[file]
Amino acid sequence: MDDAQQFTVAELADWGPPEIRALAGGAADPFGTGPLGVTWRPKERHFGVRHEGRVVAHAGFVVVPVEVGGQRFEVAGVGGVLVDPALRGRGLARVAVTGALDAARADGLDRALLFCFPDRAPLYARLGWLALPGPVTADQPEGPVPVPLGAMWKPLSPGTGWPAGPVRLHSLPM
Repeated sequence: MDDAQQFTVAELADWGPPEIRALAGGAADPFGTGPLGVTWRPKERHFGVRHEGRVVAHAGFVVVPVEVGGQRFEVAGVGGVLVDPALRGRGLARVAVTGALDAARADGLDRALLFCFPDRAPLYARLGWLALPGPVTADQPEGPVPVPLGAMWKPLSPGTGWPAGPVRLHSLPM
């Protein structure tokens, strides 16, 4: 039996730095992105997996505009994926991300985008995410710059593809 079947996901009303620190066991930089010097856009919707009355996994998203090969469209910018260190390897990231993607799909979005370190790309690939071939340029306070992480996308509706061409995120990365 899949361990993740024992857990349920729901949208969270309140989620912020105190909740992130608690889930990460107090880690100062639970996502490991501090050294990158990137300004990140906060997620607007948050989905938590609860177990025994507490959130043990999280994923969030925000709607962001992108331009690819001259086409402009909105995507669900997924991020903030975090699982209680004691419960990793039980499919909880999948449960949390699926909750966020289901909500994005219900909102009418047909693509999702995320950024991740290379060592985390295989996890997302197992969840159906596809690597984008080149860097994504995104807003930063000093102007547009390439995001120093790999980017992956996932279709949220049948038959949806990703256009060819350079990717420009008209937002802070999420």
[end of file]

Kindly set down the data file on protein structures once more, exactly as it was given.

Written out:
Amino acid sequence: MDDAQQFTVAELADWGPPEIRALAGGAADPFGTGPLGVTWRPKERHFGVRHEGRVVAHAGFVVVPVEVGGQRFEVAGVGGVLVDPALRGRGLARVAVTGALDAARADGLDRALLFCFPDRAPLYARLGWLALPGPVTADQPEGPVPVPLGAMWKPLSPGTGWPAGPVRLHSLPM
Repeated sequence: MDDAQQFTVAELADWGPPEIRALAGGAADPFGTGPLGVTWRPKERHFGVRHEGRVVAHAGFVVVPVEVGGQRFEVAGVGGVLVDPALRGRGLARVAVTGALDAARADGLDRALLFCFPDRAPLYARLGWLALPGPVTADQPEGPVPVPLGAMWKPLSPGTGWPAGPVRLHSLPM
């Protein structure tokens, strides 16, 4: 039996730095992105997996505009994926991300985008995410710059593809 079947996901009303620190066991930089010097856009919707009355996994998203090969469209910018260190390897990231993607799909979005370190790309690939071939340029306070992480996308509706061409995120990365 899949361990993740024992857990349920729901949208969270309140989620912020105190909740992130608690889930990460107090880690100062639970996502490991501090050294990158990137300004990140906060997620607007948050989905938590609860177990025994507490959130043990999280994923969030925000709607962001992108331009690819001259086409402009909105995507669900997924991020903030975090699982209680004691419960990793039980499919909880999948449960949390699926909750966020289901909500994005219900909102009418047909693509999702995320950024991740290379060592985390295989996890997302197992969840159906596809690597984008080149860097994504995104807003930063000093102007547009390439995001120093790999980017992956996932279709949220049948038959949806990703256009060819350079990717420009008209937002802070999420």